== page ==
A lot of people today employ that same practice, even when praying to the true God. They think if they will just say the same thing over and over again, repeat the same things over and over again, maybe they can force God to do something he really doesn't want to do. Isn't that a strange view of prayer? Some people really think you can make God do something he doesn't want to do by simply repeating the same thing over and over again. Other people think: well, if you can just get the right words, the right vocabulary in the right order, perhaps you can unlock the treasure vault of heaven and make God act. They kind of think of prayer as a Christian abracadabra, you know: if you can just say the right words, suddenly you're going to cause God to answer.

Do you remember the old show "All in the Family" and Archie Bunker? One of my favorite episodes of "All in the family" was the time that Archie was asked to deliver the eulogy and give a prayer at his best friend's funeral. He kept calling it a urology. And, anyway, he was not only to give the urology, but he was also to say a prayer. And Archie wasn't used to praying. And so, he got his sister-in-law, who had more of a religious bent, to write the prayer for him. And there was a scene of Archie pacing around the living room, dictating to his sister-in-law what to say. And he said, "Whatever you do, be sure and throw some 'Jesuses' in there".

See, Archie had the idea that a lot of people have. If he can just say the right word, throw a few 'Jesuses' or few words like 'holy' and 'omnipotent' and so forth in there, somehow, you're going to get God's attention. I see this all the time in public prayer meetings where people stand up and pray out loud and publicly. Sometimes it's so funny. I forget that we're praying as I listen to people. Sometimes people think they're in a contest to see who can say the most theological words without taking a breath when they pray. Or have you ever noticed this - this really gets me - when people stand up and start praying, and suddenly they start talking in King James' English: they start saying thee, and thou, and thine, and thouest, and thouist, and all this, you know, and usually not correctly.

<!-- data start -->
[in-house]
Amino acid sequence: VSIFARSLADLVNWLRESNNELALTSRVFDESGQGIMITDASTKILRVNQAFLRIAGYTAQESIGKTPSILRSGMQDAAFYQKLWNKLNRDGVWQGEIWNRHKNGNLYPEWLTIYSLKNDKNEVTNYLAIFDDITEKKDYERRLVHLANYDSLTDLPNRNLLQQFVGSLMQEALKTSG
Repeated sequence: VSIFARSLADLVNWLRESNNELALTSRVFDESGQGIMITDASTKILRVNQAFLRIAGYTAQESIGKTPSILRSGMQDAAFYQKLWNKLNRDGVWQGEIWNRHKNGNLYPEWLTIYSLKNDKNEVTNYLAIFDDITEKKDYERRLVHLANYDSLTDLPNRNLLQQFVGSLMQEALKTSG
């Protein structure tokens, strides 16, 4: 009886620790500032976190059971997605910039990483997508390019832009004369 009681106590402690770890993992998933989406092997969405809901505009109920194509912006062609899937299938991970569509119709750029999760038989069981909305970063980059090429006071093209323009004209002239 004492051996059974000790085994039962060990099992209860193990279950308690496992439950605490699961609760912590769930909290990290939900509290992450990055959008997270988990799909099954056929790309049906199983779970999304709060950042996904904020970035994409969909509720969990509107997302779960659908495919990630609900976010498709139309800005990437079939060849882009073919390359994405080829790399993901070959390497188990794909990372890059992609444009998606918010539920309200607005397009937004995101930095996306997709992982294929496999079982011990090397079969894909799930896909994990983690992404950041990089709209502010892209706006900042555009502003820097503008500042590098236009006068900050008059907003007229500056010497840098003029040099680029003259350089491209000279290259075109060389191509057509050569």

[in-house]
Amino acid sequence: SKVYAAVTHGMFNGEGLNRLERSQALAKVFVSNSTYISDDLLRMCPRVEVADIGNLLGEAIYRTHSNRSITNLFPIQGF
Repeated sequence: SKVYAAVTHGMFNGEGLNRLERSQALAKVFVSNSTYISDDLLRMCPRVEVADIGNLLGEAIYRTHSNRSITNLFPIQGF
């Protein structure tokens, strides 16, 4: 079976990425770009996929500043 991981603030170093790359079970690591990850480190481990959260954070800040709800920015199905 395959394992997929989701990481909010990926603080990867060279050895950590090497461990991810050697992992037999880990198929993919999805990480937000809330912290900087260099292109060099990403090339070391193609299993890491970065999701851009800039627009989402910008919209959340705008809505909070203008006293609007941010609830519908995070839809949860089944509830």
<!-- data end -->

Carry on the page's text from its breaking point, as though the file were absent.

Have you ever stopped to think how silly that is: to stand up and start speaking in that arcane language? Do you think God is in heaven and he gets spiritual goosebumps whenever he hears 17th century English: oooh, I can't believe that: oooh, that makes me want to do something? You think God does that? Yeah, we think somehow that's more holy. A little thee, a little thou: that makes God listen to us more. No, Jesus said, prayer is not meaningless repetition. It's not using the right words in the right places. In fact, did you know some of the most affective prayers in the Bible: some of the most powerful were some of the simplest prayers.